OIL INVENTORY REPORT – The most recent major auction for oil and gas leases in the US Gulf of Mexico gained $244 million in high bids. This shows an uptick in interest from drillers that are seeking the region’s cheap prices.
Companies submitted bids on1.26 million acres out of the 78.5 million acres (31.77 million hectares), or nearly 1.6 percent of the total. Clocking in an increase from two sales last year when about 1 percent of acreage offered received bids.
In spite of the better acreage and revenue, the price per acre was still lower than that of the last sale held in August, nearly $193 per acre versus $222 per acre.
“We saw a modest increase in overall spending, but it was outpaced by the increase in acreage leading to lower amount per acre, furthering our hypothesis that it is a buyer’s market in the Gulf of Mexico,” said a senior research analyst in a statement.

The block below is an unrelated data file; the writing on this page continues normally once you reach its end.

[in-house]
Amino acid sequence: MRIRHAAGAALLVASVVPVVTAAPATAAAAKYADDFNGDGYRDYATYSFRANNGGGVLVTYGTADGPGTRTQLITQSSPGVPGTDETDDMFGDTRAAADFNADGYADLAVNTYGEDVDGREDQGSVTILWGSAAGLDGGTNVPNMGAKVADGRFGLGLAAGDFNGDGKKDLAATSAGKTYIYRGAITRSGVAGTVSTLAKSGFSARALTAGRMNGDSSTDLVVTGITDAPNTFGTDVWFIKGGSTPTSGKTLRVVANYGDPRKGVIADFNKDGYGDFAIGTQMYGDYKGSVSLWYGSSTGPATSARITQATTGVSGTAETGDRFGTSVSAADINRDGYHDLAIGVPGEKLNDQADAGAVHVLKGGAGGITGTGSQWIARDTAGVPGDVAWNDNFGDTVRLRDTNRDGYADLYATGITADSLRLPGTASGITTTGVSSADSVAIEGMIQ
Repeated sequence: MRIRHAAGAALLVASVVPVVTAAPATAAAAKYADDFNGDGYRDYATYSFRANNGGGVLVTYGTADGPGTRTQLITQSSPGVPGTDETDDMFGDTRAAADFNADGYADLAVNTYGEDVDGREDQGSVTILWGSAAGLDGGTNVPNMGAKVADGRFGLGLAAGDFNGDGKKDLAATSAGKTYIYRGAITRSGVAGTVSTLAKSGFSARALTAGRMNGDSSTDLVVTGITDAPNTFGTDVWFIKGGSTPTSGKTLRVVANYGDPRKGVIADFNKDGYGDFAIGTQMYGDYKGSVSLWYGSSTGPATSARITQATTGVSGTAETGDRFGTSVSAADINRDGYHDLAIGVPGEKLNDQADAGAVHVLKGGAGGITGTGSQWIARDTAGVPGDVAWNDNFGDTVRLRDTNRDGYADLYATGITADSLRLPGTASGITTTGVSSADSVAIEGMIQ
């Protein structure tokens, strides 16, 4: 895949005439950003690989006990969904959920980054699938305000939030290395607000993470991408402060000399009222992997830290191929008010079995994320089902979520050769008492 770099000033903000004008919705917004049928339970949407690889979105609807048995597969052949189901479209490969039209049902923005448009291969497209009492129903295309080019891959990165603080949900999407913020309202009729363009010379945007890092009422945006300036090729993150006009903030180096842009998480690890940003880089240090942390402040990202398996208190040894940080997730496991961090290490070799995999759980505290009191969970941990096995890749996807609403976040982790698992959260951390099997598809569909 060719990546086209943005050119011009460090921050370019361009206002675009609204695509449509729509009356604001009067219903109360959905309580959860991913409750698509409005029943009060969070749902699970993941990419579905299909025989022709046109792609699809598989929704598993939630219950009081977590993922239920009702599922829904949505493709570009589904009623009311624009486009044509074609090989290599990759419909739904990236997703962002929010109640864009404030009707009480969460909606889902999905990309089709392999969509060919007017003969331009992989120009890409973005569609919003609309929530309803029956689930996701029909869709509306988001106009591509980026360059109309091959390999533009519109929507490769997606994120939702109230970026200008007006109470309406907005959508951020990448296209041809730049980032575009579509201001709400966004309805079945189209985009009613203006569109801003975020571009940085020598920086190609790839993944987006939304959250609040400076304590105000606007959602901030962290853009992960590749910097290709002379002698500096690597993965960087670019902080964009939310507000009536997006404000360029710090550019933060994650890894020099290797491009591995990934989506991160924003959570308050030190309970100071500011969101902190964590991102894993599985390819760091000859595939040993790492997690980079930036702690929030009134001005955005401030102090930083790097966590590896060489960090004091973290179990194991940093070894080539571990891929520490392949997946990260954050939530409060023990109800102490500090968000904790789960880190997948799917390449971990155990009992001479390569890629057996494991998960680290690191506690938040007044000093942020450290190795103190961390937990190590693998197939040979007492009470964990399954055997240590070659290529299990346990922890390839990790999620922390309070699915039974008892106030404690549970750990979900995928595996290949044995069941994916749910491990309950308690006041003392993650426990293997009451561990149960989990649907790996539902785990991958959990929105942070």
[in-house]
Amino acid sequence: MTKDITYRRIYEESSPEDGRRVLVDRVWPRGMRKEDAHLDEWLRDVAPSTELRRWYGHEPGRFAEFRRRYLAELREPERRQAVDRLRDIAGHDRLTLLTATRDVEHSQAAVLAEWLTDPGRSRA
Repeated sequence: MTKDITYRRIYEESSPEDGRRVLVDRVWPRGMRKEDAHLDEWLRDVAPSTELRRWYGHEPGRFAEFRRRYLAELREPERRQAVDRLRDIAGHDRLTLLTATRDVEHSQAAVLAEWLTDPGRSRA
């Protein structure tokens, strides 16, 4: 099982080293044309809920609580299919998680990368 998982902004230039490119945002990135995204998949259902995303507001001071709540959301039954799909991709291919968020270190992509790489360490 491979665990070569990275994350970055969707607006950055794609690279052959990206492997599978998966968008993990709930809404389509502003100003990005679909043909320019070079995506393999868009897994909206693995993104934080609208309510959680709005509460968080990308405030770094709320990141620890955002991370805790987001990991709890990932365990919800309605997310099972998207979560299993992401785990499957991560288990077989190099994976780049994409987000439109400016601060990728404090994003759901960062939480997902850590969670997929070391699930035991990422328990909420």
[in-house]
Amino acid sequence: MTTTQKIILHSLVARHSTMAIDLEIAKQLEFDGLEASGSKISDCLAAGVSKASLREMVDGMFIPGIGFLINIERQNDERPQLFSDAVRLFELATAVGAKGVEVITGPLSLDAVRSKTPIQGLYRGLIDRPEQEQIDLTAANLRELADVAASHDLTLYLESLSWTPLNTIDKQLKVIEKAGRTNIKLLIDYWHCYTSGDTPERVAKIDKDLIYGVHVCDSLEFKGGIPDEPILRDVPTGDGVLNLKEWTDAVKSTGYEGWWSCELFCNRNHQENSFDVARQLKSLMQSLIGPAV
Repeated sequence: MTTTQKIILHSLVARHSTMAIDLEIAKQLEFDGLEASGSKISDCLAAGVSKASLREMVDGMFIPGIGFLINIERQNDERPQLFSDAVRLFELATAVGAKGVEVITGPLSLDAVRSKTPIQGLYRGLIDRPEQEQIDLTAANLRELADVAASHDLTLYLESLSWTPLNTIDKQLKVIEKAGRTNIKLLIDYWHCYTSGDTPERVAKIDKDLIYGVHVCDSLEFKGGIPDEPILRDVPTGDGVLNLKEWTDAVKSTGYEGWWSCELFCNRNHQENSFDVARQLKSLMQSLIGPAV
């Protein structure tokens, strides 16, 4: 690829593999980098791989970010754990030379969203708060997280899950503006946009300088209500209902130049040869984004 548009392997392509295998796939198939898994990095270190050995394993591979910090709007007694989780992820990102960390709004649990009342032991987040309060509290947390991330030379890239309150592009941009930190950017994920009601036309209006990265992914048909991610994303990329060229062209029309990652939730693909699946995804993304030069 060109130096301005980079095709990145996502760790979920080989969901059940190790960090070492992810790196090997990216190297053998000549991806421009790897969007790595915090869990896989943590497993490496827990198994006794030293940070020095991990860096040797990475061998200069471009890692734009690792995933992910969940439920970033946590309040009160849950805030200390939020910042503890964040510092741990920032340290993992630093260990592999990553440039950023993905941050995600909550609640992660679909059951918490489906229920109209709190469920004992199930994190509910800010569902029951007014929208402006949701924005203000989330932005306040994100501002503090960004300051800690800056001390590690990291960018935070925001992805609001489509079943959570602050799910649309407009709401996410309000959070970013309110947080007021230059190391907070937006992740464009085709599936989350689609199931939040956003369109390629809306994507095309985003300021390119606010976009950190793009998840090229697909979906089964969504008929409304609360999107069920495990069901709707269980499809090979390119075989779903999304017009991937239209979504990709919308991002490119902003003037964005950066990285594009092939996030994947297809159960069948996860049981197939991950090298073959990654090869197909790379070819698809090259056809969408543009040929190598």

High bids of $244.3 million were higher than the 2018 sales. However, they were still far short of the revenue generated by Central Gulf sales between the years 2013 and 2015. The figures for those years ranged $538 million to $1.2 billion.
Among the winning bidders were oil major Royal Dutch Shell Plc and Equinor from Norway. Shell took 87 tracts, while Equinor had the highest bid of nearly $24.5 million for a single tract.
Among the 227 tracts that received bids, 213 has been leased before and then released back to the US government since 2014 when oil prices dropped.
“What you are seeing is companies looking at prospects that had been identified in the past and deciding it was time to pick up some more acreage,” said analysts.